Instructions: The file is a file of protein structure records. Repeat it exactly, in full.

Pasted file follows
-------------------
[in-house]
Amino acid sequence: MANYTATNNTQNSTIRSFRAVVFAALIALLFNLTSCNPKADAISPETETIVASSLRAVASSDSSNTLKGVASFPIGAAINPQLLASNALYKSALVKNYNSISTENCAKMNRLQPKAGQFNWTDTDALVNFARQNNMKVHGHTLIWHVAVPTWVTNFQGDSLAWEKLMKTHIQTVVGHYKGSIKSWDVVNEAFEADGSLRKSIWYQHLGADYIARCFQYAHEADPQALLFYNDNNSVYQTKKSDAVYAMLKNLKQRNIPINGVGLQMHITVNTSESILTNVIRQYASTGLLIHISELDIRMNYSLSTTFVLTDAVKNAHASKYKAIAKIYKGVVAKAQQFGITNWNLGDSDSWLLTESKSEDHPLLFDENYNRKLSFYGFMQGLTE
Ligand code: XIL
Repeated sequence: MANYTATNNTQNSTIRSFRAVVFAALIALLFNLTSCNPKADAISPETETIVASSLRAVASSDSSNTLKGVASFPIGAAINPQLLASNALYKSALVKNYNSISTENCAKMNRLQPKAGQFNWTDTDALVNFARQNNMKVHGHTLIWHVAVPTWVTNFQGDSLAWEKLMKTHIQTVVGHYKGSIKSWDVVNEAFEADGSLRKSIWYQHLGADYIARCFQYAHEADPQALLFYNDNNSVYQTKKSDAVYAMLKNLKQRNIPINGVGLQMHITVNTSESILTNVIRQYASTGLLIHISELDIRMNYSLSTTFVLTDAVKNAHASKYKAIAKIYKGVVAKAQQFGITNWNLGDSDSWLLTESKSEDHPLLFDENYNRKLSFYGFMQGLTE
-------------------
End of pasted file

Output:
[in-house]
Amino acid sequence: MANYTATNNTQNSTIRSFRAVVFAALIALLFNLTSCNPKADAISPETETIVASSLRAVASSDSSNTLKGVASFPIGAAINPQLLASNALYKSALVKNYNSISTENCAKMNRLQPKAGQFNWTDTDALVNFARQNNMKVHGHTLIWHVAVPTWVTNFQGDSLAWEKLMKTHIQTVVGHYKGSIKSWDVVNEAFEADGSLRKSIWYQHLGADYIARCFQYAHEADPQALLFYNDNNSVYQTKKSDAVYAMLKNLKQRNIPINGVGLQMHITVNTSESILTNVIRQYASTGLLIHISELDIRMNYSLSTTFVLTDAVKNAHASKYKAIAKIYKGVVAKAQQFGITNWNLGDSDSWLLTESKSEDHPLLFDENYNRKLSFYGFMQGLTE
Ligand code: XIL
Repeated sequence: MANYTATNNTQNSTIRSFRAVVFAALIALLFNLTSCNPKADAISPETETIVASSLRAVASSDSSNTLKGVASFPIGAAINPQLLASNALYKSALVKNYNSISTENCAKMNRLQPKAGQFNWTDTDALVNFARQNNMKVHGHTLIWHVAVPTWVTNFQGDSLAWEKLMKTHIQTVVGHYKGSIKSWDVVNEAFEADGSLRKSIWYQHLGADYIARCFQYAHEADPQALLFYNDNNSVYQTKKSDAVYAMLKNLKQRNIPINGVGLQMHITVNTSESILTNVIRQYASTGLLIHISELDIRMNYSLSTTFVLTDAVKNAHASKYKAIAKIYKGVVAKAQQFGITNWNLGDSDSWLLTESKSEDHPLLFDENYNRKLSFYGFMQGLTE